William Prentiss was a friend of my father. In fact, my father blamed him for my career choice.
“They’ll smear you with their dirty dealings, and you will have to decide very quickly how you are going to handle yourself. If you refuse to take the kickbacks, you are likely to find yourself on your own one day staring down the barrel. If you take it, they have you, and they know you won’t tell anyone because you will look as guilty as they are. The whole thing will unravel one day when some chunky bastard contracts something terminal and decides to get all his naughty deeds off his chest before he meets his maker. But until then, you have to work out how you are going to survive.”
It was a valuable insight, and a sane person would have resigned at that point, but I’m a stubborn bastard, and I liked the idea of hunting bad guys with guns.
I gave the whole situation a lot of thought, and I decided to take the envelopes (and bundles when things went decidedly well) and catalogue them. I wrote the time, and the date and the prick who forced me to take it and I wrapped it in plastic (mostly supermarket bags) and wrote the information again on the plastic. These bundles would then be stored in shoe boxes. The boxes ended up in a huge old wooden cupboard I bought at a government auction. This thing was monstrous and weighed a lot, but it served the purpose. It’s in my garage as I write and it is packed tight.
The Greenies will tell you that supermarket bags don’t break down over time — that bollocks. Many of the bags fell to pieces as the Rat Squad pulled them out which made me glad that I had written the details on the envelopes.
You may be wondering why so many decades went by without the truth coming to light.
When everyone gets paid there is a high degree of motivation for things to continue.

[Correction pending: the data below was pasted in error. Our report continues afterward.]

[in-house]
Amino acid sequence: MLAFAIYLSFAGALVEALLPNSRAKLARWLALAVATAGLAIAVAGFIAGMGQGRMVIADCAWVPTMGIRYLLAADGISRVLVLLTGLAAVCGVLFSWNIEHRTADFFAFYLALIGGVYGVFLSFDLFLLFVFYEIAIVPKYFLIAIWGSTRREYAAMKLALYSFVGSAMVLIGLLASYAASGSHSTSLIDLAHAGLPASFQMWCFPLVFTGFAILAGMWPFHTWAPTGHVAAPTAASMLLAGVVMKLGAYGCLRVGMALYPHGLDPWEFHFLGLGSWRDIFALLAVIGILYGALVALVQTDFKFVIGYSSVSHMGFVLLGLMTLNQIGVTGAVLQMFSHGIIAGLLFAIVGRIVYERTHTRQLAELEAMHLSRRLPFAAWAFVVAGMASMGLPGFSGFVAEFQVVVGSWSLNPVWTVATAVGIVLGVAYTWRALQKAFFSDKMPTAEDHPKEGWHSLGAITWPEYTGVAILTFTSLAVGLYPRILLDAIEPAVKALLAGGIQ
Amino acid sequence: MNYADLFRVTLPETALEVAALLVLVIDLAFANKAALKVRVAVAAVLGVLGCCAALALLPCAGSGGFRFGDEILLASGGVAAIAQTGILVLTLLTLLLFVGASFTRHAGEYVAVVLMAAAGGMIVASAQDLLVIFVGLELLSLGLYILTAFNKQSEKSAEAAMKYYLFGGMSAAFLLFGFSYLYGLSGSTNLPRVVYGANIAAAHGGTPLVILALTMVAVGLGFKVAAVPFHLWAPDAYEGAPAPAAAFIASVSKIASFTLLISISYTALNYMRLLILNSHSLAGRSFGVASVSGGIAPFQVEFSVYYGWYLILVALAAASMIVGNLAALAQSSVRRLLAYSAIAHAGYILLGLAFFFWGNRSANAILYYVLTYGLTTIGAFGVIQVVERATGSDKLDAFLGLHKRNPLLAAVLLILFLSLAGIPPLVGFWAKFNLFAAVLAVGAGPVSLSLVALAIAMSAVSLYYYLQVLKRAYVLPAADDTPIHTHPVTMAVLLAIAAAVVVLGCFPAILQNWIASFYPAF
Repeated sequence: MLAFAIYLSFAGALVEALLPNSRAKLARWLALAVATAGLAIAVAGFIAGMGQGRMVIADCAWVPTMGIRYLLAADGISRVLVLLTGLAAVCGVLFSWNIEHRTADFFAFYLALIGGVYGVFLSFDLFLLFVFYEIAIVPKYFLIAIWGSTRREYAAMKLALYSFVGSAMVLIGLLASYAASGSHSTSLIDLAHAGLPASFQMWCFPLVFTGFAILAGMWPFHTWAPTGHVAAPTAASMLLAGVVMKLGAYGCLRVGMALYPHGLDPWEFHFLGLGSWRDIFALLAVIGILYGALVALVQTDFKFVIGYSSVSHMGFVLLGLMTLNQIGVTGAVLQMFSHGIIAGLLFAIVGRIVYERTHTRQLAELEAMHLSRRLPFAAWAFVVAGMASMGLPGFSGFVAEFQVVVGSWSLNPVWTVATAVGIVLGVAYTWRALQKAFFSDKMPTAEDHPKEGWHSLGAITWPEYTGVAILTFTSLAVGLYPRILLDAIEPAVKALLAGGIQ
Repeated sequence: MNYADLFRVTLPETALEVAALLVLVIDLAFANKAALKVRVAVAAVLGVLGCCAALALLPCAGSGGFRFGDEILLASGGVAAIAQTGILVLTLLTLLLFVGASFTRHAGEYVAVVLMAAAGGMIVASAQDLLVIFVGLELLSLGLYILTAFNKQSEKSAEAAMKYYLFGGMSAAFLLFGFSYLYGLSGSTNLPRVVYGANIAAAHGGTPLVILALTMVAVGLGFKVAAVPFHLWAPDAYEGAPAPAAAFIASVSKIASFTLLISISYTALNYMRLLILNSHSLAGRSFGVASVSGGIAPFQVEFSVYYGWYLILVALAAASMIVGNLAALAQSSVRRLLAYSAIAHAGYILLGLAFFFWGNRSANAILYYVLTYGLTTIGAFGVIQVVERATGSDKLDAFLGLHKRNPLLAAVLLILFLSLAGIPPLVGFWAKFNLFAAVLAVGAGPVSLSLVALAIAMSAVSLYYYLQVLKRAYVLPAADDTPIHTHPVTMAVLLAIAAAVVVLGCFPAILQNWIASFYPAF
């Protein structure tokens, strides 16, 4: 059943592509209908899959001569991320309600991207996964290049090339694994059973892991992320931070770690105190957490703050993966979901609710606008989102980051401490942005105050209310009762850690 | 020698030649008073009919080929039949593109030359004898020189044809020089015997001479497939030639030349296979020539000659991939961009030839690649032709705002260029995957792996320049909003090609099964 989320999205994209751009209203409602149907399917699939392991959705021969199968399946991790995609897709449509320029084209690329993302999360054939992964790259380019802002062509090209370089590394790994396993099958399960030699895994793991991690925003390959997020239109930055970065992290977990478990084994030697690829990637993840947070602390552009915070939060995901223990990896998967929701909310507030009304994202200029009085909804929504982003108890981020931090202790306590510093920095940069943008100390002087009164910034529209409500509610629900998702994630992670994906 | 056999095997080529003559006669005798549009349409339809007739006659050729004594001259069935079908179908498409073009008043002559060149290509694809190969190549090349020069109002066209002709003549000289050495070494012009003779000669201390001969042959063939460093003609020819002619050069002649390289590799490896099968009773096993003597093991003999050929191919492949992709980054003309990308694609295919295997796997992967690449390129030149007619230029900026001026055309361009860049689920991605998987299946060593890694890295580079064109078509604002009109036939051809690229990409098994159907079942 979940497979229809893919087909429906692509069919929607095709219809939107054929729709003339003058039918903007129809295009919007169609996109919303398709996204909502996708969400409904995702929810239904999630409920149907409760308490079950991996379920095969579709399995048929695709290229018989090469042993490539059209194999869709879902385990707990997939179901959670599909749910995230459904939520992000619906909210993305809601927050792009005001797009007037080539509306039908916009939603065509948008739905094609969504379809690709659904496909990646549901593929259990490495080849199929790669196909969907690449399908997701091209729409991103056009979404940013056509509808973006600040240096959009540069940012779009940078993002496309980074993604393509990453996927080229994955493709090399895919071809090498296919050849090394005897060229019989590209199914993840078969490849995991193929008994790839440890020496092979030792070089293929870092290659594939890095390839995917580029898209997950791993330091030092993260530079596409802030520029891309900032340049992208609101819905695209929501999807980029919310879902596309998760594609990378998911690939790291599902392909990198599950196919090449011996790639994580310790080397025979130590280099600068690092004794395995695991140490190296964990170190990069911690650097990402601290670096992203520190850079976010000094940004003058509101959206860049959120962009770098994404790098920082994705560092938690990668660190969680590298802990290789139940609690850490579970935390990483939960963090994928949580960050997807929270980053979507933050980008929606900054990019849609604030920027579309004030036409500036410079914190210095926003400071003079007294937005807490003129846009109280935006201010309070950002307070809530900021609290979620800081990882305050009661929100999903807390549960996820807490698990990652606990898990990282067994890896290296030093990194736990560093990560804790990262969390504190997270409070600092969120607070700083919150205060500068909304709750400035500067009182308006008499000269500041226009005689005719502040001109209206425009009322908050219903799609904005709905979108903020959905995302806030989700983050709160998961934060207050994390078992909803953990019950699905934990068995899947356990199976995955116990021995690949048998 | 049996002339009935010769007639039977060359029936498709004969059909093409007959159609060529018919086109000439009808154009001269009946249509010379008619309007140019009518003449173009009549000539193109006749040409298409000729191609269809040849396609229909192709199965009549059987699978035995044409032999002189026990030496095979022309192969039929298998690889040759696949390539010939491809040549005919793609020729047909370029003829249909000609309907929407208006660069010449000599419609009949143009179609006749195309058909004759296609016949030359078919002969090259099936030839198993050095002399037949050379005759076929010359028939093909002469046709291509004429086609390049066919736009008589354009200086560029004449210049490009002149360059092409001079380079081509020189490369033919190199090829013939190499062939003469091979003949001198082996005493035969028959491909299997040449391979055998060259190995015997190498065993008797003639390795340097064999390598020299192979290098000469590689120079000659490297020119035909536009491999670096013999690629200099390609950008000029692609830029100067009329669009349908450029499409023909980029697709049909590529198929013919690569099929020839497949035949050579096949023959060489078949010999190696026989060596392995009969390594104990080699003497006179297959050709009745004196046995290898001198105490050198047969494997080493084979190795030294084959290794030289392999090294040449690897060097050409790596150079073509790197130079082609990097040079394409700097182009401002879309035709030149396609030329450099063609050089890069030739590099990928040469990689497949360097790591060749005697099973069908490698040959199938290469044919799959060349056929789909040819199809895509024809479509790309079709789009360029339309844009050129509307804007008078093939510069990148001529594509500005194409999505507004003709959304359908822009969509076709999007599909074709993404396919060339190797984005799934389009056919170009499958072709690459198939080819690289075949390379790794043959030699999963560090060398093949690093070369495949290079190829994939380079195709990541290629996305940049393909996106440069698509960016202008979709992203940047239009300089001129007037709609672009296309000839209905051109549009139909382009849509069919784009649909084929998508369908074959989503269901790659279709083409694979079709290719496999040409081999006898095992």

Behind the scenes, there were officers like myself trying to gather information to bring these creatures in front of a court.
We planted marked money in several banks over a period of years, but the robbers always managed to avoid the tell-tale banknotes.
We had all of the phones tapped but never did we intercept a call.
It turned out that most of the banks that were being robbed had an inside person — often high ranking. Whenever a crew burst into one of the banks where we had marked money, there would be a pair of shoes in the vault. The unoccupied shoes meant that the money was tainted so the robbers would stick to what was in the tills. Small pickings, but preferable to getting caught.
If we salted the tills, the bank employee would take his shoes off and stack them neatly together where the crew would notice them. If he were questioned later, he would say that the robbers made him do it and he didn’t know why.
Naturally, the newspapers had a field day.
‘SHOELESS JOE CREW STRIKES AGAIN.’
‘THEY TOOK ALL THE MONEY AND LEFT THE SHOES BEHIND.’
‘SHOELESS AND CLUELESS.’ this last one was a dig at us for not being able to catch the robbers.
It got to the point that customers started taking their shoes off during a robbery because they thought it was expected.
This led to a lot of confusion for the thieves, and they had to switch to a different signal.
They stole a lot of money, and a great deal of it went in payoffs. The insurance companies put their premiums up, and the general public paid the price.
All this came spilling out as evidence in the case, and several high ranking officers were arrested, and a few who had retired were scooped up as well.